It is very simple. You use ein/kein before a substantiv for example "kein Apfel" "kein Auto" etc. You use nicht along with a verb, an adverb, adjektive but never before a noun. For example "ich esse nicht" "das ist nicht lang", "es ist nicht kalt", "das ist nicht grün" etc. 2 simple examples : "Heute esse ich nicht" "Heute esse ich kein Fleisch".
Most of the comment sections of the "Her wife ..." is closed. And one of them has a top comment with hundreds of like that says, "Don't even think of making homophobic comments, they'll just be deleted." Then I looked underneath and there were two comments, that were both deleted. The replies on those comments were also deleted, and now the thing is locked. It's quite sad that we live in a society where the homosexual phrases have to have locked comment sections. Sorry for the rant, I'm homosexual, so I just thought I'd say this.
I know right, it's anyways kinda sad when u know the comment section will be full of homophobic comments, i just hoped all of the would be joking, anyways, somebody that is homosexual like u (dont take me wrong, i respect you a lot, must be brave to say this in this society) might take it how it should anyways be taken, seriuosly.
However man, just keep that german going up, here's a lingot for that so needed motivation!!
(and if u have any questions with spanish u can surely ask me (ya que soy español jaja)) :)
And tbh, homosexual shaming hasn't gotten to me. It will get to me when someone tries to kill me though. But I hope that doesn't happen. Not sure if you know what, "What Would You Do" is, but they have a couple of episodes on it. I think it takes courage just to support the lgbt+. You're the people who help me through this, so, here is another lingot, just for you.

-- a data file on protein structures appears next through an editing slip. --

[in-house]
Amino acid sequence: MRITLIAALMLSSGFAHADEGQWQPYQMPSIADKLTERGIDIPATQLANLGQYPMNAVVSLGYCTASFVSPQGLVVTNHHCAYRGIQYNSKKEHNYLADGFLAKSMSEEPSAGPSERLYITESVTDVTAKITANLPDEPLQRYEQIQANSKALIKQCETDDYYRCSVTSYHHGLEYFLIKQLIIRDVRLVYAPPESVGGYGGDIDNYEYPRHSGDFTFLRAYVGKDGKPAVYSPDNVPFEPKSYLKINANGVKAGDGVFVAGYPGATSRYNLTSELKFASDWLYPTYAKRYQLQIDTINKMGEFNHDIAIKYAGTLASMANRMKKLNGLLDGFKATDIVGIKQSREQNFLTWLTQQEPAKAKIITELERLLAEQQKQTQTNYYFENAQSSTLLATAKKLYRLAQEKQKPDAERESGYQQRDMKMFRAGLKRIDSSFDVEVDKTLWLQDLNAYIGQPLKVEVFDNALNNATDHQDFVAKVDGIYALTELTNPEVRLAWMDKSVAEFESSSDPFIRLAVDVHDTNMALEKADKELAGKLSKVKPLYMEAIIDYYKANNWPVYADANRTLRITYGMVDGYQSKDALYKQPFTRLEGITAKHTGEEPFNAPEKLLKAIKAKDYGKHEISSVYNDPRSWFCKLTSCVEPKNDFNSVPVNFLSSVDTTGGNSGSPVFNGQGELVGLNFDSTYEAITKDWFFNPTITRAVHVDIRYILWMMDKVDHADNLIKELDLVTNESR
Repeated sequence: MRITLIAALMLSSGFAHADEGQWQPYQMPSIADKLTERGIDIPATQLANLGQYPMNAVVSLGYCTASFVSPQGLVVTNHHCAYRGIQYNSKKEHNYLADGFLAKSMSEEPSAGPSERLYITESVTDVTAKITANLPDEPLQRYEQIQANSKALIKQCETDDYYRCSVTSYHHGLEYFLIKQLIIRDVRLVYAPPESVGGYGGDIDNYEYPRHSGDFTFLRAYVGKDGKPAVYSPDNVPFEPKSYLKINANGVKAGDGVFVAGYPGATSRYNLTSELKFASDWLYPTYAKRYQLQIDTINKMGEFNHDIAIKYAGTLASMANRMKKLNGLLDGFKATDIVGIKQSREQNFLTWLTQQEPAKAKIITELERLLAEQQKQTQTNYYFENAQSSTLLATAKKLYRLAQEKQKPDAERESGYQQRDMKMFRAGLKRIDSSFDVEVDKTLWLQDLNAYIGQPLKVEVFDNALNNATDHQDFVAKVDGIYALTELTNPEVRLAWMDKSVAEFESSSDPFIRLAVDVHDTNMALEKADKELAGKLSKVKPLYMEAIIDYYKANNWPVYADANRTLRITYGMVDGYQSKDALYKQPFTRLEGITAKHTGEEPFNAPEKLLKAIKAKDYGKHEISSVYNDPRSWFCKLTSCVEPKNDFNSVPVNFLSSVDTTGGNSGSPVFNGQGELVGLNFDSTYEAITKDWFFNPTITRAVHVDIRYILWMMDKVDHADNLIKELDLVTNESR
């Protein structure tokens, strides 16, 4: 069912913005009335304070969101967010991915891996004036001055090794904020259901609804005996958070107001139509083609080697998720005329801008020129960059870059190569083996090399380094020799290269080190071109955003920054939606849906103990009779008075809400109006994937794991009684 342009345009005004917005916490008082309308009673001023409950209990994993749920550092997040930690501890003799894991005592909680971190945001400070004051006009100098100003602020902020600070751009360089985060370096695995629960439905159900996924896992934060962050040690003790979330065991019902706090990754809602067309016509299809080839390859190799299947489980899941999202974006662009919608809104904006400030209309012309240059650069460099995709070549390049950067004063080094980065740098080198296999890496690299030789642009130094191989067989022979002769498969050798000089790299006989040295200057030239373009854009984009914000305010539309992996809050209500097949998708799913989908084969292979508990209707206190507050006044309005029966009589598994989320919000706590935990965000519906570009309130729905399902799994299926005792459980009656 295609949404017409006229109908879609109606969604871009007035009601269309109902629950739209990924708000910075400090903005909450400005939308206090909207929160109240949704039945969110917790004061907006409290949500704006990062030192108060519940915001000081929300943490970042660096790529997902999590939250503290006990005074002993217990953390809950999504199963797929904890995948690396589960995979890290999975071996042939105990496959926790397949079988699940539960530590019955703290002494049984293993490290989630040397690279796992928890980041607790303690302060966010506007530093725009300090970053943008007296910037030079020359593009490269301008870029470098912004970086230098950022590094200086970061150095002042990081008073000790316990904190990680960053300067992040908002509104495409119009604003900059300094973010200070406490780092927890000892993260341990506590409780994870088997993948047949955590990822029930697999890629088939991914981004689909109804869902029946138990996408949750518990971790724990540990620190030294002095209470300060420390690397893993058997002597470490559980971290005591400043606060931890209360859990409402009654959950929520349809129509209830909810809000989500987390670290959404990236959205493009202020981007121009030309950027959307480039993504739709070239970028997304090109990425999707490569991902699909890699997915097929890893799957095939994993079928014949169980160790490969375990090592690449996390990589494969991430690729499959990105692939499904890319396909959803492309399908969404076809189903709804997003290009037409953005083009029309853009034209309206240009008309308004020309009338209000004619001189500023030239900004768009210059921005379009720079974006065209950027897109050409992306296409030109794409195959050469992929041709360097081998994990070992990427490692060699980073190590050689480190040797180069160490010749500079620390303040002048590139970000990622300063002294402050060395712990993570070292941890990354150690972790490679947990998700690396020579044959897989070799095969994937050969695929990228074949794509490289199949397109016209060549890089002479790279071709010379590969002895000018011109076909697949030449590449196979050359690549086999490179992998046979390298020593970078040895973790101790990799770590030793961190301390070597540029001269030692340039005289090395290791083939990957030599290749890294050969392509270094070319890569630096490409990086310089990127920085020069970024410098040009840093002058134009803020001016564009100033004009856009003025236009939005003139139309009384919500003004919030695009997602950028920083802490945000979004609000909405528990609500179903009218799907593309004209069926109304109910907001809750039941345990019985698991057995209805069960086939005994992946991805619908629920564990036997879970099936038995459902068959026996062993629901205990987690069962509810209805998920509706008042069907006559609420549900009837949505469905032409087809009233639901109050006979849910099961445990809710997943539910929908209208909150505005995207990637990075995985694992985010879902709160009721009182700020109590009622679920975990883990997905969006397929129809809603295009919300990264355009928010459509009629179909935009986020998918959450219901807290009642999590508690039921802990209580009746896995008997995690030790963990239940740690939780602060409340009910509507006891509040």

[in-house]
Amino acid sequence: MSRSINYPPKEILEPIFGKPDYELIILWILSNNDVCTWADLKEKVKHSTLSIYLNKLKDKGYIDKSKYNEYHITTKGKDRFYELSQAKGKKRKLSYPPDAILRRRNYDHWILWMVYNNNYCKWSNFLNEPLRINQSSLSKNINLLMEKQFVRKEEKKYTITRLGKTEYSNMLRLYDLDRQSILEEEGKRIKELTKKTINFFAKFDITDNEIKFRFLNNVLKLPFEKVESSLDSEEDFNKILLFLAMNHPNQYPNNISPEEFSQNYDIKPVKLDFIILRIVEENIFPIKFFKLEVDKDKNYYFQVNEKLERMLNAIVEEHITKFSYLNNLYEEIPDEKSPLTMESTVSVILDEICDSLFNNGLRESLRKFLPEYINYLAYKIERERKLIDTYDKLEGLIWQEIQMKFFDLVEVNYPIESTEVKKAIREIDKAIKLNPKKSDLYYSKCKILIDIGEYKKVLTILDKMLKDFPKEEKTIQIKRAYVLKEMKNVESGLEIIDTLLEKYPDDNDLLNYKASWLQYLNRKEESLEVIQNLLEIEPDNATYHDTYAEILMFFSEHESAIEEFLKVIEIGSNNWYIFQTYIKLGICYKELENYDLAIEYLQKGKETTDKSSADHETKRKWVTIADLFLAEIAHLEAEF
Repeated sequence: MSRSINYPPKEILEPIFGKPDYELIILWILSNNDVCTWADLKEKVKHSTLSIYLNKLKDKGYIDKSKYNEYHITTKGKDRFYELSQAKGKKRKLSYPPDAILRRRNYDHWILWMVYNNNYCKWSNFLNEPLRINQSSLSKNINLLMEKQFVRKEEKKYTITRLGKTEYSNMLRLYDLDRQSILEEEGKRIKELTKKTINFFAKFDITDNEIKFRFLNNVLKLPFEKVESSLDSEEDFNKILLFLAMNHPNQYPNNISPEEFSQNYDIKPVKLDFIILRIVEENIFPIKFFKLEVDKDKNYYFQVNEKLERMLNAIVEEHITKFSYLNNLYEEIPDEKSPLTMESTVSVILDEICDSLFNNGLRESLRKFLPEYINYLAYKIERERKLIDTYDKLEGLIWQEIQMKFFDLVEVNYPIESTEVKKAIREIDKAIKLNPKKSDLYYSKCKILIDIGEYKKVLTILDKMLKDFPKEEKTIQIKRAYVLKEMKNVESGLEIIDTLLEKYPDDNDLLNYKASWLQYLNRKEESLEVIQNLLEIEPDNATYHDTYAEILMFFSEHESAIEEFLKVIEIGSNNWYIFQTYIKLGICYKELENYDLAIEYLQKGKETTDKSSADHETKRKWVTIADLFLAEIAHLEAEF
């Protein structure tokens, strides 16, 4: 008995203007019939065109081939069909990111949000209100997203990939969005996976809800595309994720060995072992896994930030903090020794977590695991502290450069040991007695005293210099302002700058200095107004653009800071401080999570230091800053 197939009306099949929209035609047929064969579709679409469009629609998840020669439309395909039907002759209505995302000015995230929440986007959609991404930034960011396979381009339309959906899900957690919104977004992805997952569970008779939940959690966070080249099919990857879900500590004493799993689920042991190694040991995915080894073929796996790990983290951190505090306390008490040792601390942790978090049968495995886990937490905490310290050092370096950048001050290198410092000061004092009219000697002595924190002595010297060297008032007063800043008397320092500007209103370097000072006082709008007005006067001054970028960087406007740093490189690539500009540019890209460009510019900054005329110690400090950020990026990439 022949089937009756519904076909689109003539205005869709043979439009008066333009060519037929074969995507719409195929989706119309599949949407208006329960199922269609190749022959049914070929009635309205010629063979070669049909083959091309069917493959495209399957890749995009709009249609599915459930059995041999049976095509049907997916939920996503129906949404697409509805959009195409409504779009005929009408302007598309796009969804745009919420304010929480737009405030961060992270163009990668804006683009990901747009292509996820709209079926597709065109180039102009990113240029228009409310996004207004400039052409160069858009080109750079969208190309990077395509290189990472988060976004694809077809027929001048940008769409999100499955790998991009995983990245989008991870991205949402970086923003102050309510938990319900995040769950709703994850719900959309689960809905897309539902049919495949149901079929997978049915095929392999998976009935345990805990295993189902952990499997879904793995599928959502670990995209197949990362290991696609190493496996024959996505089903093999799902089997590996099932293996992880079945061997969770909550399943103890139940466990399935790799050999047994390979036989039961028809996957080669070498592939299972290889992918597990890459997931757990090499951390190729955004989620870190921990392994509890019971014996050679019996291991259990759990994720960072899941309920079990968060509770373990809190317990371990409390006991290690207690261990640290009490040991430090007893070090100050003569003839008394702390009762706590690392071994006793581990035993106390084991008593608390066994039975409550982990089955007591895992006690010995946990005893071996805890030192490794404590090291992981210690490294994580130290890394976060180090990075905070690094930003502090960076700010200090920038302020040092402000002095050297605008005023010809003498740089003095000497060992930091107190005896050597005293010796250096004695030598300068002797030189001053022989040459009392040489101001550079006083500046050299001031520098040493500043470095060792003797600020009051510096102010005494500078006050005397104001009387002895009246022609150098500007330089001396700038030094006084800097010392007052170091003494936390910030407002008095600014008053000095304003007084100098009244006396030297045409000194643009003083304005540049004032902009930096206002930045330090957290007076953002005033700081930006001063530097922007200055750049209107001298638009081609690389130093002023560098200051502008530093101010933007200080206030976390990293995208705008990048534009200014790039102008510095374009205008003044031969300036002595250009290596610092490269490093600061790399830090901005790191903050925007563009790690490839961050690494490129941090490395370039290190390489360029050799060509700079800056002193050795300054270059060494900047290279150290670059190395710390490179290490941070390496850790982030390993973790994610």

My German teacher has always taught that nichts = never, so I was very confused on it being translated as "nothing" in Duolingo. Could someone tell me if my teacher is wrong?
You'll have to ask the Pearson editors, who last touched this sentence.
Perhaps they were being very generous with the accepted translations, or perhaps they don't speak English and/or German that well.
At any rate, Ich esse nicht. "I do not eat." and Ich esse nichts. "I do not eat anything. / I eat nothing." do not mean the same thing, in my opinion.
How can you tell the difference between "I do not" and "I am not" phrases? Is it all dependent on context
Standard German does not make this tense difference, so you have to use the rules of English grammar to determine which is appropriate.
Often, with Duo example sentences, there is no time component or other context to let you know whether the action takes place repeatedly or is happening right now, so both translations will often be appropriate.